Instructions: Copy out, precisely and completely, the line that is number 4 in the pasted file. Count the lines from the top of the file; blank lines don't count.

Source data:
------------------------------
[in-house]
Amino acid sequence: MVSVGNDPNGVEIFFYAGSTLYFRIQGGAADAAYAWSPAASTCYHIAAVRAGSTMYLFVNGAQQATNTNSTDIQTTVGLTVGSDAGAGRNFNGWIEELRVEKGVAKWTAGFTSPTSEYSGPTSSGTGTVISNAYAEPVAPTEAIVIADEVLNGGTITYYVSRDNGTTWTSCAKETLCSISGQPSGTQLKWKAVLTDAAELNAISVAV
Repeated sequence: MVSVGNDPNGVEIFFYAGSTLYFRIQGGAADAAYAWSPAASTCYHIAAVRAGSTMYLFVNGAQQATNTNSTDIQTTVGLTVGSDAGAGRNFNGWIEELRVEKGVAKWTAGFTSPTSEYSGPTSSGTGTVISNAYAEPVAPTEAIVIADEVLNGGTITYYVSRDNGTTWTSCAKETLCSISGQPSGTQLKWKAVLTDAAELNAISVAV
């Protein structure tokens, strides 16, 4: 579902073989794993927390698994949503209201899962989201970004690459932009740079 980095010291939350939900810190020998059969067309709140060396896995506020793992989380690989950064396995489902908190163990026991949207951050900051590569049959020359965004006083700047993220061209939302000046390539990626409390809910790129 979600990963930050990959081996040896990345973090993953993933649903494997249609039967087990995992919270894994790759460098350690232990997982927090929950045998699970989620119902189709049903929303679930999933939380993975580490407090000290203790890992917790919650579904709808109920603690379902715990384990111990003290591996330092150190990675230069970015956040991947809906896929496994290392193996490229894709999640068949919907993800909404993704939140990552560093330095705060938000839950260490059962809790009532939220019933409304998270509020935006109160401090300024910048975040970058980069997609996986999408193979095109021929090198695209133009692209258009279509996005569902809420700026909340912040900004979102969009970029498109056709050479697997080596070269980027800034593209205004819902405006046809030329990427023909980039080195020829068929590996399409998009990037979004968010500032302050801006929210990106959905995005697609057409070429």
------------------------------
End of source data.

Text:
């Protein structure tokens, strides 16, 4: 579902073989794993927390698994949503209201899962989201970004690459932009740079 980095010291939350939900810190020998059969067309709140060396896995506020793992989380690989950064396995489902908190163990026991949207951050900051590569049959020359965004006083700047993220061209939302000046390539990626409390809910790129 979600990963930050990959081996040896990345973090993953993933649903494997249609039967087990995992919270894994790759460098350690232990997982927090929950045998699970989620119902189709049903929303679930999933939380993975580490407090000290203790890992917790919650579904709808109920603690379902715990384990111990003290591996330092150190990675230069970015956040991947809906896929496994290392193996490229894709999640068949919907993800909404993704939140990552560093330095705060938000839950260490059962809790009532939220019933409304998270509020935006109160401090300024910048975040970058980069997609996986999408193979095109021929090198695209133009692209258009279509996005569902809420700026909340912040900004979102969009970029498109056709050479697997080596070269980027800034593209205004819902405006046809030329990427023909980039080195020829068929590996399409998009990037979004968010500032302050801006929210990106959905995005697609057409070429």